Who Will Prosper After the Plague?

Who Will Prosper After the Plague? By Joel Kotkin.

By disrupting smaller grassroots businesses while expanding the power of technologies used in the enforcement of government edicts, the virus could further empower both the tech oligarchs and the “expert” class leading the national response to the crisis.

In our increasingly feudal society, the small property owning yeomanry who operate the local businesses essential to Los Angeles shopping streets, and New York neighborhoods are already under threat and will be squeezed further by both the pandemic and its aftermath.

But even more hard-pressed will be the growing, propertyless serf class that includes laid-off workers and the roughly 50 to 60 million workers in essential jobs … and of those, 35 to 40 million require close physical proximity as opposed to those who can retreat to safety behind their computers. Roughly 70% of these workers are in low-wage professions, such as food preparation, and often, despite their increased risk, often lack health insurance from their employers. …

Over time, the crisis is likely to further bolster the global oligarchal class. The wealthiest 1% already own as much as 50% of the world’s assets, and according to a recent British parliamentary study, by 2030, will expand their share to two-thirds of the world’s wealth with the biggest gains overwhelmingly concentrated at the top 0.01%.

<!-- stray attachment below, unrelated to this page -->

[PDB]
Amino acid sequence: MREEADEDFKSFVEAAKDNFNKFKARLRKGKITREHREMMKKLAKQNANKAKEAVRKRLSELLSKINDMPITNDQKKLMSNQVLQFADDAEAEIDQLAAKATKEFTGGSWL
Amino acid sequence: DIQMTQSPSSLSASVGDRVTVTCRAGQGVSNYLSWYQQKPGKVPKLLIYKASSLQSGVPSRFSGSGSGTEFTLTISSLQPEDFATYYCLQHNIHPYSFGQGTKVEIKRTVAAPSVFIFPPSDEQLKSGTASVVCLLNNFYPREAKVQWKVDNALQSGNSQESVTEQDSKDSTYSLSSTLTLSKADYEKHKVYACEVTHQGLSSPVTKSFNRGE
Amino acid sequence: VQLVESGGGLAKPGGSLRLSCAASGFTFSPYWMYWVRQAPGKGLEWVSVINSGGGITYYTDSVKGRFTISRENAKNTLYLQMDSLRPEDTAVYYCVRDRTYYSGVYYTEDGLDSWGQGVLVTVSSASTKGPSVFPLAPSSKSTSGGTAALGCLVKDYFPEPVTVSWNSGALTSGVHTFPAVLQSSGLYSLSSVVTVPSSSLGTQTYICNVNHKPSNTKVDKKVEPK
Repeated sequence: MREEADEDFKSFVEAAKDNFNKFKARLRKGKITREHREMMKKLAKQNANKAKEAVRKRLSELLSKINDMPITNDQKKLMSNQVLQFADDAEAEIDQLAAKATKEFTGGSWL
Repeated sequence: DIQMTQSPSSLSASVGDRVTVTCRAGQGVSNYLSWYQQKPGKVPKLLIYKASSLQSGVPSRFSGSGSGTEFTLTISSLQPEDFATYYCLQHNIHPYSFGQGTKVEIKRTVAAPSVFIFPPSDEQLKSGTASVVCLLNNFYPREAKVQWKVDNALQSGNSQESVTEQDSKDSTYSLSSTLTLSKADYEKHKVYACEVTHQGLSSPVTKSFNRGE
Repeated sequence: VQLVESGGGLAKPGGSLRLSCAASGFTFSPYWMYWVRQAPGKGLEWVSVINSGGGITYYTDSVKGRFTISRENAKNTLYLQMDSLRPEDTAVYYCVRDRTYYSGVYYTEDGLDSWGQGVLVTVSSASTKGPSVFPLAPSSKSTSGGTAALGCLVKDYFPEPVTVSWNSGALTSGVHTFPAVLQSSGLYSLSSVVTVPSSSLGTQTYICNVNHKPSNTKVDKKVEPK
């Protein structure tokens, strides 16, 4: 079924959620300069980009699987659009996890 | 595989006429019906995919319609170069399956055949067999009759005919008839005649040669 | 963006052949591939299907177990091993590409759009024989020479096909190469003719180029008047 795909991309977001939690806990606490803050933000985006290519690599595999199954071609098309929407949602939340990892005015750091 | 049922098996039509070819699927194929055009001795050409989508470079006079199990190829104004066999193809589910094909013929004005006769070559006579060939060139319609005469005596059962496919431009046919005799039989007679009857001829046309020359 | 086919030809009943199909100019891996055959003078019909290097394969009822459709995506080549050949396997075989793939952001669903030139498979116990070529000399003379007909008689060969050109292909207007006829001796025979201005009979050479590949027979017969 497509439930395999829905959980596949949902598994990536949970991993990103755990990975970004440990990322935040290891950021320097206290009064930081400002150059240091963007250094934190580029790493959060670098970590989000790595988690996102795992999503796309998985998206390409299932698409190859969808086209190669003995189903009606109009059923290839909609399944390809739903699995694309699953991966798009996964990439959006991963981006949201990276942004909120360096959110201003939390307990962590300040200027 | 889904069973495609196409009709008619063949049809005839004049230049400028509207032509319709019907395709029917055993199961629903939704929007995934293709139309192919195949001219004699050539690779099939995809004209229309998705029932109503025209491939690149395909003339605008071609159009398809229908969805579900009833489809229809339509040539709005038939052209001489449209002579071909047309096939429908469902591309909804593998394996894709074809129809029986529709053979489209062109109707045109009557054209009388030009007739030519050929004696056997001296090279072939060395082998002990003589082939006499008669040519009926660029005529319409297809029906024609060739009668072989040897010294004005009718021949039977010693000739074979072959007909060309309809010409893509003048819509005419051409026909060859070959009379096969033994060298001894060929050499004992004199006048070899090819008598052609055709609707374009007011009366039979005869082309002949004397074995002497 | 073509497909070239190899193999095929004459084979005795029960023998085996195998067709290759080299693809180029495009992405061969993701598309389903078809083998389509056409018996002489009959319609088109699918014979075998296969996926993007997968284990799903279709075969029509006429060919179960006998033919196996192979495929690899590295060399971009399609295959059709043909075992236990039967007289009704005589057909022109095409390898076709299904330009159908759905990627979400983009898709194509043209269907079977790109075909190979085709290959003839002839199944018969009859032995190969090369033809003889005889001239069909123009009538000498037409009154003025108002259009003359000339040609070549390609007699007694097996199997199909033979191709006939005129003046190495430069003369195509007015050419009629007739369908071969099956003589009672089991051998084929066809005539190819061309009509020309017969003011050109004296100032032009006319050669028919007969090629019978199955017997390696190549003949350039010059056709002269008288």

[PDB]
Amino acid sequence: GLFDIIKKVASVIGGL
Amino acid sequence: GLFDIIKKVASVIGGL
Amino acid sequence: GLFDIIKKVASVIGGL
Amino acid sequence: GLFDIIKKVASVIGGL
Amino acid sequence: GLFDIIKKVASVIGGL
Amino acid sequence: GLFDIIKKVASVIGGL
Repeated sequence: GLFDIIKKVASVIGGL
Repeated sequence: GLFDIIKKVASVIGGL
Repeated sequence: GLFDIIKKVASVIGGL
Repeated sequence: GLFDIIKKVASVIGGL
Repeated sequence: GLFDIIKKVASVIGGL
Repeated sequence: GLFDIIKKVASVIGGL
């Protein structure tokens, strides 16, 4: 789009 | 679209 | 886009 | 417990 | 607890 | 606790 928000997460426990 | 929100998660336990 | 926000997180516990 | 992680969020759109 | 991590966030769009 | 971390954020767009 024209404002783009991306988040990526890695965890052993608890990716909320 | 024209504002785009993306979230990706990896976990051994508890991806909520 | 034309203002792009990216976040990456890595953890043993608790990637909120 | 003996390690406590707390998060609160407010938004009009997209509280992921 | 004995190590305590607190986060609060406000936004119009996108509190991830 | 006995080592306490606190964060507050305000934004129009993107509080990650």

In an era defined by “social distancing,” with digital technology replacing the analog world, the tech companies and their financial backers will prove the obvious winners. In a sign of what’s to come, tech stocks have already soared. The biggest long-term winner of the stay-at-home trend may well be Amazon, which is hiring 100,000 new workers. …

Barely 3% of low-wage workers can telecommute but nearly 50% of those in the upper middle class can. While workers at most restaurants and retail outlets face hard times, professors and teachers will continue their work online, as will senior bureaucrats. …

The hardship caused by today’s crisis is particularly evident in retail, where 630,000 businesses have already shut down. … Since the pandemic some 87% of small-business owners now say that they are struggling in a Wallet Hub survey, and a full third predict they will fail if conditions don’t change in the next three months. …

Restaurants, small retail establishments and “personal service” establishments like salons and gyms will experience the greatest pain. In the past their primary selling point against larger firms has been their independence and familiarity with customers. Many have taken on debt they may have trouble to pay off. According to the JP Morgan Institute, 50% of small businesses have a mere 15 days of cash buffer or less. If the shutdown lasts much longer as many as three-quarters of independent restaurants simply won’t make it. …

Historically, pandemics have tended to spark class conflict. The plague-ravaged landscape of medieval Europe opened the door to numerous “peasant rebellions.” This in turn led the aristocracy and the church to restrict the movements of peasants to limit their ability to use the new depopulated countryside to their own advantage. Attempts to constrain the ambitions of the commoners often led to open revolts — including against the church and the aristocracy.